How Pop Culture’s Lynchmania Misses the Point of David Lynch’s Work


Given that he hasn’t made a feature since 2006 and is apparently all about the music these days, it’s curious how remarkably popular David Lynch’s work is in 2013. Barely a day goes by without another new musician or artist describing themselves as “inspired by David Lynch.” This phenomenon isn’t new — Tim Jonze wrote a great piece in the Guardian a couple of years back about the influence of Lynch’s work on “underground” music — but it’s a craze that shows no sign of abating.

In one respect, y’know, great. In an age where mainstream culture is generally a choice between off-white and beige, it’s rather heartening to see someone as flat-out weird as David Lynch achieving such popularity and acclaim. You can’t imagine half of the good TV that gets made today existing without Twin Peaks, and the fact that a director with such a strange and unique sensibility ever got to make Dune (or was granted artistic free rein by a big studio on Blue Velvet) really gives everyone hope.

But I can’t help wonder whether something is being lost in all this Lynchmania, because citing Lynch as an influence has become a convenient synonym for “we’re kinda into weird shit,” or perhaps more accurately, “we want people to think we’re kinda into weird shit.” It’s become a sort of cultural shorthand, in the same way that playing any of the innumerable versions of Leonard Cohen’s “Hallelujah” has become a way for TV/film producers to say, “HEY EVERYONE SOMETHING VERY EMOTIONAL IS HAPPENING RIGHT NOW.”

Perhaps the most hilarious recent example of Lynch-as-branding is young Chicago band Twin Peaks. I don’t want to pick on them unduly here — they’re not the first band to name themselves after something they like, and shit, they’re all 19 — but still, they called themselves TWIN PEAKS. And that is literally all they have to do with David Lynch or anything that could be described as even remotely Lynchian — their music sounds like Wavves, for god’s sake.

Beyond simple Lynchian name-dropping, the problem with Lynchmania is that a lot of the time it’s a case of embracing Lynch’s distinctive aesthetic alone, rather than his meaning. It’s pretty easy to create something with an identifiably Lynchian aesthetic — take the dreaded Lana Del Rey, for instance, who Jonze identified in his piece as the most prominent example of a Lynchian influence leaching into mainstream culture. He cites the video for “Video Games,” in particular, and its imagery of “drunken, stumbling starlets that, like Mulholland Drive, alluded to the dark side of the Hollywood dream.”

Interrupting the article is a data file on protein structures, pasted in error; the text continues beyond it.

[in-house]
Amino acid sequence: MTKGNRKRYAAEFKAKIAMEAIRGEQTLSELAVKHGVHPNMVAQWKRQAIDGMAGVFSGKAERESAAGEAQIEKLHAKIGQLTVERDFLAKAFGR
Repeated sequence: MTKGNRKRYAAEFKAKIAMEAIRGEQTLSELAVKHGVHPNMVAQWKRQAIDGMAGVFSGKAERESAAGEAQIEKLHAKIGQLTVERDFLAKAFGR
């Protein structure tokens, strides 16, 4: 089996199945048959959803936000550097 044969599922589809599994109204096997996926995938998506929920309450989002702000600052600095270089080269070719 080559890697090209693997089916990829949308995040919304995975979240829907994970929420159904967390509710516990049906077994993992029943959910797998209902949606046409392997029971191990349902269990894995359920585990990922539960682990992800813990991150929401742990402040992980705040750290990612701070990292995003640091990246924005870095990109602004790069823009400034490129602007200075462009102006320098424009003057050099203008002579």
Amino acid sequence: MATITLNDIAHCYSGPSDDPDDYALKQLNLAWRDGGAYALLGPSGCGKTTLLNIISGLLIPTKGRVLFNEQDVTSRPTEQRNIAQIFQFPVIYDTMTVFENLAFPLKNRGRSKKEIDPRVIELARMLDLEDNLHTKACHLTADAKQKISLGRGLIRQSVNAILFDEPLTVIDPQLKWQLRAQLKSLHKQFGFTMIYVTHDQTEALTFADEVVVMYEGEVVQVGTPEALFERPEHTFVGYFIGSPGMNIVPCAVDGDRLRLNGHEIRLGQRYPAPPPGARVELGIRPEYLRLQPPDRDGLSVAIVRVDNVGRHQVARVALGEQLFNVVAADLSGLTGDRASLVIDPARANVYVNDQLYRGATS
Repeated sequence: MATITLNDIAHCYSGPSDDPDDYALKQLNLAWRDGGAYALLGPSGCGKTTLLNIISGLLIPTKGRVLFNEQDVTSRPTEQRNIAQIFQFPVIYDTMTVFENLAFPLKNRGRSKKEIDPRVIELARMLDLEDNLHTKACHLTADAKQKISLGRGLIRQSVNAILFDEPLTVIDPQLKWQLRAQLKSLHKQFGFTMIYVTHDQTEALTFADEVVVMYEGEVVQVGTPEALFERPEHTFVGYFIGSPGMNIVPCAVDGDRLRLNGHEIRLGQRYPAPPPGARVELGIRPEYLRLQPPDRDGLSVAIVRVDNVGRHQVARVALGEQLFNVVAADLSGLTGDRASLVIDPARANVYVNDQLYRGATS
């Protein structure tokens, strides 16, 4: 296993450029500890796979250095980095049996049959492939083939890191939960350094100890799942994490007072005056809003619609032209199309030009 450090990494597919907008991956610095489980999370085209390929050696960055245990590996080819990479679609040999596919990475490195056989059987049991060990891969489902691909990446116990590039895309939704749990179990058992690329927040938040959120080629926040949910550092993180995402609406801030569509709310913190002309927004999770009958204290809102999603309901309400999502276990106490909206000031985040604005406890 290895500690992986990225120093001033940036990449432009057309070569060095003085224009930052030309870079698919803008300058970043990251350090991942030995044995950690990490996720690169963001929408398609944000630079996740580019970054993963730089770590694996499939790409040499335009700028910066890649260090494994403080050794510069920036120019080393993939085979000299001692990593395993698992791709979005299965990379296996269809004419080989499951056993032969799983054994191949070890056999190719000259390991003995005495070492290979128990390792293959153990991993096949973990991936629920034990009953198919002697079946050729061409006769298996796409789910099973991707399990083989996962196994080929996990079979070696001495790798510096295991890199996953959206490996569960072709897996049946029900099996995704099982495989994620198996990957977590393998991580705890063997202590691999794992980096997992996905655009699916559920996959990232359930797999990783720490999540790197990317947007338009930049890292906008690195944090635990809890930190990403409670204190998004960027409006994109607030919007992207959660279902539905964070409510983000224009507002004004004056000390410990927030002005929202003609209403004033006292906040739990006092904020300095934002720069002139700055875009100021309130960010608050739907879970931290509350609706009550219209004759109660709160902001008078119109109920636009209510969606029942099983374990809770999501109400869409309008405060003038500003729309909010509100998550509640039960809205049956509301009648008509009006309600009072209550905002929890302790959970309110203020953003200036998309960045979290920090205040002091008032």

The video doesn’t really do that, though, does it? The song certainly doesn’t — it’s about your boyfriend not being bothered to drag his sorry ass away from his Xbox long enough to pay attention to you. And really, the video is just a savvy evocation of the Lynchian aesthetic, a sort of animated collage of isolated images — the Hollywood sign, Friedlander-esque LA cityscapes, super-8 footage of girls playing in the park — that provide a convincing facsimile of what a David Lynch film might look like. But that’s all it is, a heap of images. It’s branding, not meaning.

In this respect, pop culture Lynchmania shares the process of meme-ification that’s afflicted serious political issues, and it has the same inherent problems — reducing the complexities of David Lynch’s work to a zig-zaggy floor and a dancing little person is great if you’re just trying to proclaim to the world that you’re more interesting than your contemporaries, but less so if you’re actually trying to explore Lynch’s world and the themes and ideas that inform his work.

Ultimately, if all this Lynchmania provides a catalyst for people to dive further into his films and his ideas, great, and I hate to be one of those tiresome fans who jumps up and down and demands that people stop liking something I’ve liked for years. But come on, Twin Peaks the band, for the love of god, find another name.